Subtitle A. Professions Related to Real Estate (Tx. Statute):
Section 1101.652(b): The commission may suspend or revoke a license issued under this chapter or take other disciplinary action authorized by this chapter if the license holder, while acting as a broker or salesperson: (13) accepts, receives, or charges an undisclosed commission, rebate, or direct profit on an expenditure made for a principal;
Basically, if you are referring business and are getting paid for it, you must inform your client. See what they think?
1% - 15 homes,
2% - 50 homes
3% - 1384 homes.
The homes 800 K and above that have sold since 1/1/2011
1% - 0
2% - 14
This should give you an idea of what is on the market and what is happening with commissions.
If you are a custom home builder I can't imagine you build more than 10-12 homes a year, but homes in that price range are going to sell themselves. Yes, we agents have a bad habit of conveniently missing out on the properties that are advertising only 1% or anything less than 3% commission. However, a good agent is going to make sure they have a buyer's rep agreement addressing the commission they expect to collect from the transaction. 9 times out of 10 the agent will fill in 3% and never explain what that means to the buyer as we are so accustomed to receiving 3% and it never becomes an issue. This part of the business is the toughest because when you have to explain to a client that we are usually paid 3% by the seller, however in the event we're not they are responsible for the difference they tend to not want to sign the agreement; leaving us unprotected if we choose to still help them find their next home.
Not sure how long this property was on the market, IF it was on MLS or not, but if it was on the market for a while you have to understand that agents don't want to show your property that is advertising anything less than 3% when there are so many other listings that are offering 3%. From a business strategy standpoint you may want to consider offering 3% to get your properties moving quicker which leads to moving onto the next project quicker.
If you did everything correct on this transaction, then what's fair is that you comply with what you have in writing. I've had to pay for a refrigerator once and an owner's title policy for something I missed on a contract, and I can promise you I learned my lesson. There is NO STANDARD ANYTHING except a STANDARD OF ETHICS that we are all expected to read contracts and/or emails that contain pertinant information, and do everything to protect our buyer's interest first and make sure we comply with contract law.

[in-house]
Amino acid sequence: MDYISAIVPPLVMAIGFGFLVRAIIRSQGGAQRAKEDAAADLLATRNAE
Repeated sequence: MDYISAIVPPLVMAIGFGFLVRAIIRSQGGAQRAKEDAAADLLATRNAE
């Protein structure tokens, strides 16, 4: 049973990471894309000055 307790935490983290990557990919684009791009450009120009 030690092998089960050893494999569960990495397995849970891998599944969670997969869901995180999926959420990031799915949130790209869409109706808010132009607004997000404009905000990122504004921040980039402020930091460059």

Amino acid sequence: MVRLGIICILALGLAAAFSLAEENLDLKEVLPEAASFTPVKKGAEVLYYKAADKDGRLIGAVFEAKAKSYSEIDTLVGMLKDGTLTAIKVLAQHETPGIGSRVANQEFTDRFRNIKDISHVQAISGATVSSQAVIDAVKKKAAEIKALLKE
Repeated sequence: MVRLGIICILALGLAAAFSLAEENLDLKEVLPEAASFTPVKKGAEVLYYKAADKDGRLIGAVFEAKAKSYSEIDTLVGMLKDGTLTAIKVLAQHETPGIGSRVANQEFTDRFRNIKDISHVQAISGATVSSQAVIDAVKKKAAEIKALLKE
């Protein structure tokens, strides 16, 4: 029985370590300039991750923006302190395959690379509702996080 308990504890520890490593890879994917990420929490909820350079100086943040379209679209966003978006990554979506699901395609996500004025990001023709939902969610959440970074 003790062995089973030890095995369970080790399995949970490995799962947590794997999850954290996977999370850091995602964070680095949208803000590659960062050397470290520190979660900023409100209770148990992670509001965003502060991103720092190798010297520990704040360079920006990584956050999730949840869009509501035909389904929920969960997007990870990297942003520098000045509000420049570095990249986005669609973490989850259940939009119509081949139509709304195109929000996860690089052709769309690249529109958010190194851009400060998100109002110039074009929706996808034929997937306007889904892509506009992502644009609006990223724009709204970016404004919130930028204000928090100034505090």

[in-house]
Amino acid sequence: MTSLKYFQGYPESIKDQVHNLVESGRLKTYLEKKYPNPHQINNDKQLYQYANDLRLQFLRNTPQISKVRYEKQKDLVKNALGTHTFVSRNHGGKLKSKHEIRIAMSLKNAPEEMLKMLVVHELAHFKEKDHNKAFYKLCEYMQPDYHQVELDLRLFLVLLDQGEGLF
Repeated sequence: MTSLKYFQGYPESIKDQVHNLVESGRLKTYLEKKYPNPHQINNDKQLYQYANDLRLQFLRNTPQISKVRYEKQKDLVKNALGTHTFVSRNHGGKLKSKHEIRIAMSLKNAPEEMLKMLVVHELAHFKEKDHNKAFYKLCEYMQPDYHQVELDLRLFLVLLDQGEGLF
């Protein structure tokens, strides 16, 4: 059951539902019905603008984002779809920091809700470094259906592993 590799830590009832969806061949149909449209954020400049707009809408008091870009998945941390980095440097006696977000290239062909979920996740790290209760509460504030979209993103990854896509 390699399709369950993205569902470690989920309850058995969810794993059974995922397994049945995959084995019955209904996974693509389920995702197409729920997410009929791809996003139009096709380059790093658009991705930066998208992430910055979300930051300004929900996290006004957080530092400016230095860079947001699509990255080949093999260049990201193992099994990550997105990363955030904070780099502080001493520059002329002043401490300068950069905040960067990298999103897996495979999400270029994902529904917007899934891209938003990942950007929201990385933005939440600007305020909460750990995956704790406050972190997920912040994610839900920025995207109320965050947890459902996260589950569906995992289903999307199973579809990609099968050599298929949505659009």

The next question you have to ask yourself is how many transactions will you be doing with this agent in the future and will your decision impact the goodwill you have established. It wouild appear from reading your email that you are not working with a real estate agent with much experience. I say this because most active and experienced Realtors make sure they know up front what their compensation is going to be before they write the contract or bring a buyer to a builder.
You are more than generous offering 1% on an $800,000 contract considering the limited amount of work that a buyers agent has to do on this type of a transaction.
1% on a $800k deal for basically an introduction is a sweet deal.
If you have a good product that people want, they will find you. Clients search the net BEFORE they even call and agent so don't worry.
If you offered to pay 1%.......why should she expect 3%. I would be curious as to what you are offering in the MLS? Do you have your homes listed? If so, what is offered there.....whatever is offered there is what the buyer's agent gets paid.
You are in a tough spot, but the agent should have let you know what her expectations were if it is not listed in the MLS.....that is just my opinion and thought...................I am sure the agent is frustrated, but she should have paid attention to the details..............
Some questions I would think about are:
1. How involved was the agent....was it just a phone call...I'm sending Mr/Mrs over and you've never seen her again?.....or did the agent bring them in, talk you up, do all the walk thrus, red lines, help with financing, help pick upgrades and design and help you sell the house and then help you get it closed. If it was a quick phone call, then maybe the lower amount is more appropriate. If she has been intimately involved in the whole process the larger amount might be more appropriate.